Designing for Accessibility

Any play environment should be inclusive, and provide opportunities for students of all abilities to play and learn with their peers. From what types of materials you use to construct paths, to the height and type of equipment – all of these factors affect accessibility.

Universal Design

When you’re thinking about the design or renovation of a play space, one of the first things to consider is how children of all abilities will be able to use the space. The practice of universal design means that the focus is on creating a space that will meet the needs of the greatest number of end users. By implementing this approach, play elements can be used in multiple ways, and accessible elements will invite children of all abilities to play together. These elements may be either natural features or play equipment, and other key things to consider are the pathways that connect various play spaces, and the entrances to these play areas.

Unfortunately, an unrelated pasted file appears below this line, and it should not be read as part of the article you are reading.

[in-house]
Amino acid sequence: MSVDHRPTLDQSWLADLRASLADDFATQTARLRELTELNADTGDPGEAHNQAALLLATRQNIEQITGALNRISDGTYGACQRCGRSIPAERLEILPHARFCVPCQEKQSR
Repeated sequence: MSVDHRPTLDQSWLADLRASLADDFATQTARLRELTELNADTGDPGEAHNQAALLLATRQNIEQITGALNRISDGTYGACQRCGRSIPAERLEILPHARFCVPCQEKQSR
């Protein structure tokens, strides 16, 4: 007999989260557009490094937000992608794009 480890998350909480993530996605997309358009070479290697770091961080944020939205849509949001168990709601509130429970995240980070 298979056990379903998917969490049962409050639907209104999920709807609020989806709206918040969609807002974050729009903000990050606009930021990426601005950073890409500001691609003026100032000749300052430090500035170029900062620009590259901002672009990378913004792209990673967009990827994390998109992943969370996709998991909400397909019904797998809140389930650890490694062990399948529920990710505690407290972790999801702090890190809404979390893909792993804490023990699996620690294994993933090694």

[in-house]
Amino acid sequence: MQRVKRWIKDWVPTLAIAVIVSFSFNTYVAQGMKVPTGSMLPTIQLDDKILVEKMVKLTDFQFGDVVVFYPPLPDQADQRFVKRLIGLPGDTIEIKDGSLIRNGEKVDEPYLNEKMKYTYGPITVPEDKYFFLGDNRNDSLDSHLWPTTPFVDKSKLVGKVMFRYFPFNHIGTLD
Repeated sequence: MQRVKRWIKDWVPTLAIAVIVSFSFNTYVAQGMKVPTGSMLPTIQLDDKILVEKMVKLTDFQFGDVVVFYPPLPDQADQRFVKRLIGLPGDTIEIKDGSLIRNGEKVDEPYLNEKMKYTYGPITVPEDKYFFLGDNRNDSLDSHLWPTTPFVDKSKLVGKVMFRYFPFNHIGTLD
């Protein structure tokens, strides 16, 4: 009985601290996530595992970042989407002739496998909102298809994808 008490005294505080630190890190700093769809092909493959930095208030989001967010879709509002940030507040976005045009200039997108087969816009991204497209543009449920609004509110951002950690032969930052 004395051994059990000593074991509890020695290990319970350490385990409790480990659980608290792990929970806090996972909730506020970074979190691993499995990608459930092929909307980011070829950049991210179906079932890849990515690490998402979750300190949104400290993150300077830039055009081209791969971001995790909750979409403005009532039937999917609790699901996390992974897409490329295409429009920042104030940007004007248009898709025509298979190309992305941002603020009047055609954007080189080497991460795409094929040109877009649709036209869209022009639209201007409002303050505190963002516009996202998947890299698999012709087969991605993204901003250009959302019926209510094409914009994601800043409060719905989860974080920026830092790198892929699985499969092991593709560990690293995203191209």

This railing doubles as a place to sit (Boston Schoolyard Initiative | Klopfer Martin Design Group | Image: Christian Phillips Photography)

Universal Design Principles & Tips

  • The majority of features and spaces are usable by all people, instead of having separate accessible features
  • Circulating around and using the play space is simple and easy – make sure to use accessible surfacing that allows wheelchair access with minimal effort
  • Provide the opportunity for challenge for all users, while minimizing hazards

We highly recommend reading the Let’s Play Toolkit for an in-depth look at creating accessible play spaces in a Canadian setting. You can also browse through the Accessible Adventures section of our inspirational projects to get creative ideas on how to integrate accessible fun into your own outdoor play and learning environment.